Elicited Imitation Performance at 20 Months Predicts Memory Abilities in School-Age Children. Journal of Cognition and Developmental: official journal of the Cognitive Development Society. January 1, 2013 Riggins T, Cheatham CL, Stark E, Bauer PJ.
University of Maryland, College Park; University of North Carolina, Chapel Hill Nutrition Research Institute, NC Research Campus; Minnesota State University, Mankato; Emory University, Atlanta.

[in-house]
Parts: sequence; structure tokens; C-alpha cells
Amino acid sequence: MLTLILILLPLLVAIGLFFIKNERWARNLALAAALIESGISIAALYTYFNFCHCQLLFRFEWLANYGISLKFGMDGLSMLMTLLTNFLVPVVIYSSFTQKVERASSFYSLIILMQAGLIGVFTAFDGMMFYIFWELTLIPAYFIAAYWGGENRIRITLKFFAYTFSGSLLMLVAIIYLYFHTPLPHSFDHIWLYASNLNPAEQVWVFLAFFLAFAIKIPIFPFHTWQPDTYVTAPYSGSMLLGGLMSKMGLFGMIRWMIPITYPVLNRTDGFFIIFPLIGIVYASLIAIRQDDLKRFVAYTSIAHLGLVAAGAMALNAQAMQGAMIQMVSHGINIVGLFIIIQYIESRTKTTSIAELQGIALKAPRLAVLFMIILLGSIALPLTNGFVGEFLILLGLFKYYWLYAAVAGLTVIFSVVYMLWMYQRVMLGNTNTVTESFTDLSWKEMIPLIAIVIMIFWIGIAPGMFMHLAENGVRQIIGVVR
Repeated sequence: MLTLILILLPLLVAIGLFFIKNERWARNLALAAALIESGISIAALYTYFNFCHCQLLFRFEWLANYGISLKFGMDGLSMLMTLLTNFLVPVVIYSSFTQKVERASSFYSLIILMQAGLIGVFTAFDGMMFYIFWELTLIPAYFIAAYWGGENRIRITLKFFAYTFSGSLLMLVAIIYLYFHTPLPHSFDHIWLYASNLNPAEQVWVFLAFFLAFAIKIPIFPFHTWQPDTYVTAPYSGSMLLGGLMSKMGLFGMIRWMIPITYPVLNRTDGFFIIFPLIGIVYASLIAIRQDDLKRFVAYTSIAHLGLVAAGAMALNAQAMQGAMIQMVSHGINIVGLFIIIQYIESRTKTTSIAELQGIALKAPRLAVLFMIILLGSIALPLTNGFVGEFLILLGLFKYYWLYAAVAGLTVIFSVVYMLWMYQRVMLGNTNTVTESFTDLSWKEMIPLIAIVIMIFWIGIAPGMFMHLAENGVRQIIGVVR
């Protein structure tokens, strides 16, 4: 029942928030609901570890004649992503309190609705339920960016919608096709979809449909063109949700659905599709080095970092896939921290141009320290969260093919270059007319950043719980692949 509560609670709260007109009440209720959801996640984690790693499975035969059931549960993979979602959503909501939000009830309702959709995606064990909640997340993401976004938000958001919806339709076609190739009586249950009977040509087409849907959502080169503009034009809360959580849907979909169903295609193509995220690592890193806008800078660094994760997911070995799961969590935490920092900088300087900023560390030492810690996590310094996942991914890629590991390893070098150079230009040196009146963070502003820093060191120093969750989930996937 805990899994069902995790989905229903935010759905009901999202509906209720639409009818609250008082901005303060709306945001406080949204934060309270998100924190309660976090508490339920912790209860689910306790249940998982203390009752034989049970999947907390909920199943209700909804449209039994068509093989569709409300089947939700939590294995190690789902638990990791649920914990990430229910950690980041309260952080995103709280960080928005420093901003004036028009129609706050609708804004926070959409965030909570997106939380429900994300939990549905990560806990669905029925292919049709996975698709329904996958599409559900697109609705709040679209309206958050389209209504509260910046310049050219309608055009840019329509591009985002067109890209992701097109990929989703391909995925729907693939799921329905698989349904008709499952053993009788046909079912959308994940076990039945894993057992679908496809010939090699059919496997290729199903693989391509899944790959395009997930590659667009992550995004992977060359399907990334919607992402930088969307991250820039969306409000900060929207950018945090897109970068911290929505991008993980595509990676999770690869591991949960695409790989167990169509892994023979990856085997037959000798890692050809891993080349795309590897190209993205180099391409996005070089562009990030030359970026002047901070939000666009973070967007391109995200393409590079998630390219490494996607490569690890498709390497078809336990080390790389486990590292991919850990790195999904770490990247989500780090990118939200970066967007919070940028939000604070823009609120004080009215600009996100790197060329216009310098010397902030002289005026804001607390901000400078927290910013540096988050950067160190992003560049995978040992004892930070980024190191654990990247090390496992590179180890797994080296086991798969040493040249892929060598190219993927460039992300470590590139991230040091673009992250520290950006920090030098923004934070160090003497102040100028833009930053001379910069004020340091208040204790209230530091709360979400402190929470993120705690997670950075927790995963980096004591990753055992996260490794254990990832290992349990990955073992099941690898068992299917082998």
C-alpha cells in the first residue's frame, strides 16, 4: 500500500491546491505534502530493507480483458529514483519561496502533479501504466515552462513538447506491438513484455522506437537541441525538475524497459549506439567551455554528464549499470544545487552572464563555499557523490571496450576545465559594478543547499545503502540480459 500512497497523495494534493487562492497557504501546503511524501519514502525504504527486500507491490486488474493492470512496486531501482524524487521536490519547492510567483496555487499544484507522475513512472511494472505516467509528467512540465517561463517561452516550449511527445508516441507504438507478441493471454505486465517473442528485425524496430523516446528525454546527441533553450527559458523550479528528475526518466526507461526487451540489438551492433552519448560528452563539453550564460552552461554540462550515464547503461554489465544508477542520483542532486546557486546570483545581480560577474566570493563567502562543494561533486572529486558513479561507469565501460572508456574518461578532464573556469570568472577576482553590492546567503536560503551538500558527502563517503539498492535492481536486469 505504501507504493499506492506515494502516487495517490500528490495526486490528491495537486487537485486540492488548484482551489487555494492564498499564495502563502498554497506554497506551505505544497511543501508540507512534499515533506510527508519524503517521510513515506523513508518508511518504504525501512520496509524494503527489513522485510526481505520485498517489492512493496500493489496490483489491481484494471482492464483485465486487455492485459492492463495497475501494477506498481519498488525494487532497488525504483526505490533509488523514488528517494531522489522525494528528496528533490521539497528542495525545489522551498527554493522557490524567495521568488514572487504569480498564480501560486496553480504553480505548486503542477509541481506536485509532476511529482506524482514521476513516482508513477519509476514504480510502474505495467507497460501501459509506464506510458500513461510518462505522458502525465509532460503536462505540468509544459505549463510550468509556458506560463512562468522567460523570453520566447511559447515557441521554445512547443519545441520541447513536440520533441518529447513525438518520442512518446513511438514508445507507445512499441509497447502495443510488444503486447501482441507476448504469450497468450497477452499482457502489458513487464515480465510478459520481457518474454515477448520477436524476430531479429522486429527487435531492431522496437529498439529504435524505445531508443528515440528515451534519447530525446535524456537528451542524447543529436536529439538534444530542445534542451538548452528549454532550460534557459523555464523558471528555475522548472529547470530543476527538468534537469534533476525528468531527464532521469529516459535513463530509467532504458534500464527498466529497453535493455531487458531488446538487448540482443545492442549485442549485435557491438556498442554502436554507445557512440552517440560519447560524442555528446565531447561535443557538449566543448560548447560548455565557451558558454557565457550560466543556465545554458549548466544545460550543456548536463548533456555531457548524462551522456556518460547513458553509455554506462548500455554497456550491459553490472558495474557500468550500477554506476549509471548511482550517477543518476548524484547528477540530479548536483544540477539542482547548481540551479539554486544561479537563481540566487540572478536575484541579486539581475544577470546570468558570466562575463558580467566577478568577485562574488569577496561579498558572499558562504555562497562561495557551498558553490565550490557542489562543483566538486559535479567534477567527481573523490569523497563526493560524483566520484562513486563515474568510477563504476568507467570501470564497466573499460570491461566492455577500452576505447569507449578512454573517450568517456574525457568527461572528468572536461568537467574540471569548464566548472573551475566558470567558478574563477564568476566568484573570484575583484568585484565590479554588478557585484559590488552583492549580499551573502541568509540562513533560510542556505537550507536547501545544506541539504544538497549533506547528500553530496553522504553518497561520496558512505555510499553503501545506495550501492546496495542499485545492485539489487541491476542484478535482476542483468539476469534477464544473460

Over the first decade of life there are marked improvements in mnemonic abilities. An important question from both a theoretical and applied perspective is the extent of continuity in the nature of memory over this period. The present longitudinal investigation examined declarative memory during the transition from toddlerhood to school-age using both experimental and standardized assessments. Results indicate significant associations between immediate nonverbal recall at 20 months (measured by elicited imitation) and immediate verbal and nonverbal memory (measured by standardized and laboratory-based tasks) at 6 years in typically developing children. Regression models revealed this association was specific, as measures of language abilities and temperament were not predictive of later memory performance. These findings suggest both continuity and specificity within the declarative memory system over the first years of life. Theoretical and applied implications of these findings are discussed.